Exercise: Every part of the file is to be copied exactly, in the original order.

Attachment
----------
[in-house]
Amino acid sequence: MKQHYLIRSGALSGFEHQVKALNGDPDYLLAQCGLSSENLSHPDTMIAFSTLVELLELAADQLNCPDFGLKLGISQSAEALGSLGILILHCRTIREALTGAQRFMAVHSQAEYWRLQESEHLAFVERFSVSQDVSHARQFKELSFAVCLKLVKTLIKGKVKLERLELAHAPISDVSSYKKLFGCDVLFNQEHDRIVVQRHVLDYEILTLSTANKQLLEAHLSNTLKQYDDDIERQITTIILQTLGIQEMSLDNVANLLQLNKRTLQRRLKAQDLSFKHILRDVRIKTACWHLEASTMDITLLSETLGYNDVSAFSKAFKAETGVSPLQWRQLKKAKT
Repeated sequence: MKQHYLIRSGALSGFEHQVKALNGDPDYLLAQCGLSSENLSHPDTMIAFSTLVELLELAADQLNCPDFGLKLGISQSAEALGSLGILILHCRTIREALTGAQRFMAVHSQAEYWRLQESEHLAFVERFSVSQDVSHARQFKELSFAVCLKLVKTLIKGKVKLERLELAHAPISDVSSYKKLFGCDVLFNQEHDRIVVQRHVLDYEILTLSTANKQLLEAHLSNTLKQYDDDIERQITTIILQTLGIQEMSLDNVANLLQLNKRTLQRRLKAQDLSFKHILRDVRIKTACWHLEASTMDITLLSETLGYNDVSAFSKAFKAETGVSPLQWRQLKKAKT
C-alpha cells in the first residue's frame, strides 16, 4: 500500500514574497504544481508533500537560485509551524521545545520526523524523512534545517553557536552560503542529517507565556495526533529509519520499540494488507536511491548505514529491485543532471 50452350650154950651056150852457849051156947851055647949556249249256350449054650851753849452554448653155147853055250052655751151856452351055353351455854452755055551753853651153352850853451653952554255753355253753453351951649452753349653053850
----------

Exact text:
[in-house]
Amino acid sequence: MKQHYLIRSGALSGFEHQVKALNGDPDYLLAQCGLSSENLSHPDTMIAFSTLVELLELAADQLNCPDFGLKLGISQSAEALGSLGILILHCRTIREALTGAQRFMAVHSQAEYWRLQESEHLAFVERFSVSQDVSHARQFKELSFAVCLKLVKTLIKGKVKLERLELAHAPISDVSSYKKLFGCDVLFNQEHDRIVVQRHVLDYEILTLSTANKQLLEAHLSNTLKQYDDDIERQITTIILQTLGIQEMSLDNVANLLQLNKRTLQRRLKAQDLSFKHILRDVRIKTACWHLEASTMDITLLSETLGYNDVSAFSKAFKAETGVSPLQWRQLKKAKT
Repeated sequence: MKQHYLIRSGALSGFEHQVKALNGDPDYLLAQCGLSSENLSHPDTMIAFSTLVELLELAADQLNCPDFGLKLGISQSAEALGSLGILILHCRTIREALTGAQRFMAVHSQAEYWRLQESEHLAFVERFSVSQDVSHARQFKELSFAVCLKLVKTLIKGKVKLERLELAHAPISDVSSYKKLFGCDVLFNQEHDRIVVQRHVLDYEILTLSTANKQLLEAHLSNTLKQYDDDIERQITTIILQTLGIQEMSLDNVANLLQLNKRTLQRRLKAQDLSFKHILRDVRIKTACWHLEASTMDITLLSETLGYNDVSAFSKAFKAETGVSPLQWRQLKKAKT
C-alpha cells in the first residue's frame, strides 16, 4: 500500500514574497504544481508533500537560485509551524521545545520526523524523512534545517553557536552560503542529517507565556495526533529509519520499540494488507536511491548505514529491485543532471 50452350650154950651056150852457849051156947851055647949556249249256350449054650851753849452554448653155147853055250052655751151856452351055353351455854452755055551753853651153352850853451653952554255753355253753453351951649452753349653053850